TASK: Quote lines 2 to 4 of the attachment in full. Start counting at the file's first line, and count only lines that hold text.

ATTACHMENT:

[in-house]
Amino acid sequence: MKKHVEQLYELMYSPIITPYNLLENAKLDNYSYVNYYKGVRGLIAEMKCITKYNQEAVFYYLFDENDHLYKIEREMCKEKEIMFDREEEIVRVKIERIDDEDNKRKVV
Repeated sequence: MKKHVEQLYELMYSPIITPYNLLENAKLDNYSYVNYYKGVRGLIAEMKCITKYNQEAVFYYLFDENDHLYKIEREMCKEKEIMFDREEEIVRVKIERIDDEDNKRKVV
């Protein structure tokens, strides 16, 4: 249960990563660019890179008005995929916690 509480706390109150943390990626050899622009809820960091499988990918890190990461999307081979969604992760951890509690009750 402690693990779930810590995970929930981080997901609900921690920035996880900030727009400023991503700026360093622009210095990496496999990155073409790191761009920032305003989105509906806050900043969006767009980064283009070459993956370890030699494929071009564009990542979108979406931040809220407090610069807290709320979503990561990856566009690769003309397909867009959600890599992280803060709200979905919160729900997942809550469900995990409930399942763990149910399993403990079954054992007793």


Amino acid sequence: MKKHVEQLYELMYSPIITPYNLLENAKLDNYSYVNYYKGVRGLIAEMKCITKYNQEAVFYYLFDENDHLYKIEREMCKEKEIMFDREEEIVRVKIERIDDEDNKRKVV
Repeated sequence: MKKHVEQLYELMYSPIITPYNLLENAKLDNYSYVNYYKGVRGLIAEMKCITKYNQEAVFYYLFDENDHLYKIEREMCKEKEIMFDREEEIVRVKIERIDDEDNKRKVV
């Protein structure tokens, strides 16, 4: 249960990563660019890179008005995929916690 509480706390109150943390990626050899622009809820960091499988990918890190990461999307081979969604992760951890509690009750 402690693990779930810590995970929930981080997901609900921690920035996880900030727009400023991503700026360093622009210095990496496999990155073409790191761009920032305003989105509906806050900043969006767009980064283009070459993956370890030699494929071009564009990542979108979406931040809220407090610069807290709320979503990561990856566009690769003309397909867009959600890599992280803060709200979905919160729900997942809550469900995990409930399942763990149910399993403990079954054992007793």